Wednesday, August 30
Boulder Words and Timorous Meaning
Oh, the lessons we've learned since then, huh?
[Photo and the phrase "pedophiliac livestock show" via Betty Bowers]
News Item: DA Drops Case in Ramsey Slaying
Yes, I think the case is important, not near as important as the media coverage (what could be?), nor because of any reasons that coverage might have given us. No, I don't think she was killed because some lurking pedophile got the hots for her in a Dallas Cowboys cheerleader outfit; it's a wholly-unlettered stab in the dark, but my guess is that pedophiles prefer children who look like children. What was and is worthy of attention in the Ramsey case is what is has to tell us about the legal system, law enforcement, money, and "tabloid" television (as if there's any other kind) and how they work today. The little blonde girl aspect of the case is the least interesting thing about it.
To begin with let us see if we can dispose of John Mark Karr even faster than the Boulder DA was forced to, after what Colorado Governor Bill Owens called "the most expensive DNA test in history". Not the easy dismissal of "that sounds more like a sick, sorry-assed fantasy than a confession"; how about a few points CNN et al missed while covering the story wall-to-wall:
• The UC journalism professor (Michael Tracey) who had been swapping emails and phone calls with Karr for four years has produced three documentaries about the case, with the cooperation of the Ramseys, all of which strongly supported the "intruder theory" of the murder, and the last of these actually fingered another man as a suspect and claimed he'd gone missing. It turned out he wasn't a suspect and was selling jewelry over the internet.
• Rumor has it that the Boulder DA hadn't contacted the ex-wife (who seemed to alibi Karr) or investigated Karr's past much at all before filing the arrest warrant. Yet he was no flight risk, because of the pending California charges.
• The much-touted DNA testing which supposedly cleared him couldn't have, because there's no such thing as any "foreign DNA" awaiting a match with the "real killer". There is, at best, some defense-attorney-friendly degraded evidence which will never convict anyone, and which will never be linked directly to the crime except in reverse: unless the killer is caught and proven to be a match.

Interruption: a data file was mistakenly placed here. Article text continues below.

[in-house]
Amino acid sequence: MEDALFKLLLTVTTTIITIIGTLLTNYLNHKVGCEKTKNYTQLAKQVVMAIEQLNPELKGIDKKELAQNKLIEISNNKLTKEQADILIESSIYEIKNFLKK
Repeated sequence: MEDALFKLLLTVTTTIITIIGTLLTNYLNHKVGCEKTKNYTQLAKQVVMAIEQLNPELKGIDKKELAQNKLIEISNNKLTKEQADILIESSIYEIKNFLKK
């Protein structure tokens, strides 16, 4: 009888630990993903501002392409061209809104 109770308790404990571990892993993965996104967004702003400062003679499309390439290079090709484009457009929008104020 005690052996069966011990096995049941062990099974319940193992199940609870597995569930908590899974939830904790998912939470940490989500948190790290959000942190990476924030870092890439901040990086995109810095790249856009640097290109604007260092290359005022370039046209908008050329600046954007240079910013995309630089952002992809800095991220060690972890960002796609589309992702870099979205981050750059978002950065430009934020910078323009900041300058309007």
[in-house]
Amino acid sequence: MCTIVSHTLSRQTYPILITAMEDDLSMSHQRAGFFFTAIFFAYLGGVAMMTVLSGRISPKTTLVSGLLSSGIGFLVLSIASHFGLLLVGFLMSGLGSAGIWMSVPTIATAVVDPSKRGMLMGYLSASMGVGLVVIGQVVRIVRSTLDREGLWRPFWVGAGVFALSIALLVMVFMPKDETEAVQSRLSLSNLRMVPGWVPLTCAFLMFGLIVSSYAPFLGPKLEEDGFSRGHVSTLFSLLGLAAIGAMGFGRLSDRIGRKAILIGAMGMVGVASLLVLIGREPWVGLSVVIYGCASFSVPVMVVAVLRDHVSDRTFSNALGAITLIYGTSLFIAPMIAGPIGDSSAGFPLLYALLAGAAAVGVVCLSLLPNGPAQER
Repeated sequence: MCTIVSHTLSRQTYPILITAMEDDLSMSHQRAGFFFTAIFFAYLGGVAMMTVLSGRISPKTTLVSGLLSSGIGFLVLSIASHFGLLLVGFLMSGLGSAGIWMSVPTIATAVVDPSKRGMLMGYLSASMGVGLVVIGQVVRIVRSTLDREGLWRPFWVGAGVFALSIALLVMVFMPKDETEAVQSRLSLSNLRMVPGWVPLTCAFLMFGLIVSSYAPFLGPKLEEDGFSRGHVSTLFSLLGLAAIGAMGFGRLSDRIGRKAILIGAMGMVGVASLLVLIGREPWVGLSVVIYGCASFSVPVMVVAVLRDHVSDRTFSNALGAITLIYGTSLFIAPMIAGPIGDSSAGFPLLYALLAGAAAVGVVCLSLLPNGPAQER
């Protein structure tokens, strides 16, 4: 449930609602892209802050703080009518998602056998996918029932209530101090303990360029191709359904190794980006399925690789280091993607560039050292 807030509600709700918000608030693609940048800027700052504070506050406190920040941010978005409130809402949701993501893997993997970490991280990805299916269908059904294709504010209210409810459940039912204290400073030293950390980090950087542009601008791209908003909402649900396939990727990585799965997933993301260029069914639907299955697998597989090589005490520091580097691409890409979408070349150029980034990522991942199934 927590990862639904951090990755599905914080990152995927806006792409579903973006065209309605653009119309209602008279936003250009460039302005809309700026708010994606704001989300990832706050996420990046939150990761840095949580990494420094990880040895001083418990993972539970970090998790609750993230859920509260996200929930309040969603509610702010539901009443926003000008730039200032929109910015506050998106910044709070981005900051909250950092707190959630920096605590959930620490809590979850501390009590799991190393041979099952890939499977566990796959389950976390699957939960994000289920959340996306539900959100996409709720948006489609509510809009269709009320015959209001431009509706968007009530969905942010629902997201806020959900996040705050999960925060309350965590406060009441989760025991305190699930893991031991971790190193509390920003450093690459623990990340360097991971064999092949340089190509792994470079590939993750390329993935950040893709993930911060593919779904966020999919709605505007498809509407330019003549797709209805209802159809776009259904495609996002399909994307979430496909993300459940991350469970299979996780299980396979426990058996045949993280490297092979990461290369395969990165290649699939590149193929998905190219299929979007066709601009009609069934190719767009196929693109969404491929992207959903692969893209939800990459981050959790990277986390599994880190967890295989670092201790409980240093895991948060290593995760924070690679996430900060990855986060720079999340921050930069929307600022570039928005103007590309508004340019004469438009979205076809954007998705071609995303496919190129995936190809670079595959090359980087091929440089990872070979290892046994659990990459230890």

And this much could have been determined with about five minutes' work.
And, again, it's why the case in interesting despite the tabloid factor and the Hey, Look! A Little Murdered Blonde Girl! syndrome. An inexperienced police force made some serious, potentially crippling mistakes that Christmas morning. The case attracted media attention because of its tabloid aspects--this was before the Missing Blonde Girl of the Week became a teevee news staple--and--a first--a large internet following. Shortly thereafter the Boulder DA tried to take over the case from the cops (there'd be open warfare in short order), and hired as an investigator a retired homicide detective who'd first been brought in by the Boulder police but quit because of its focus on John and Patsy Ramsey. That investigator, Lou Smit, reportedly bonded with the couple because of their shared Christian beliefs. He still works for the Boulder DA, Mary Lacy, successor to her one-time boss Alex Hunter.
Then there's the flip-side of this: the way the Ramseys were convicted in the press without trial.
But the Ramseys had two things going for them: money and more money. It bought politically well-connected criminal attorneys and a big-time PR campaign. Tracey's first documentary was basically lifted by A&E for its American Justice series, with no mention that the Ramseys were involved in the production. That program made much of the Ramsey's presumed innocence under the Law, a heartwarming affirmation of our civil liberties until you stopped to ponder that a couple weeks earlier they'd ignored evidence to paint Klaus von Bulow as a murderer despite the fact that he'd actually been found innocent in a courtroom.
Maybe it's best to just ignore anything so stained by yellow journalism, but on the other hand it's worth pondering how all the media resources of the United States can be focused on one small-town murder yet a decade later they're still getting the facts wrong. And a journalism professor with a big financial interest in the case is giving the local DA a new hot lead every few months.
As always, it's at least cheap entertainment to hear some talking hairdo relay the "controversy swirling around Mary Lacy" while ignoring the credulous coverage she was getting just 24 hours earlier from under the very same hair.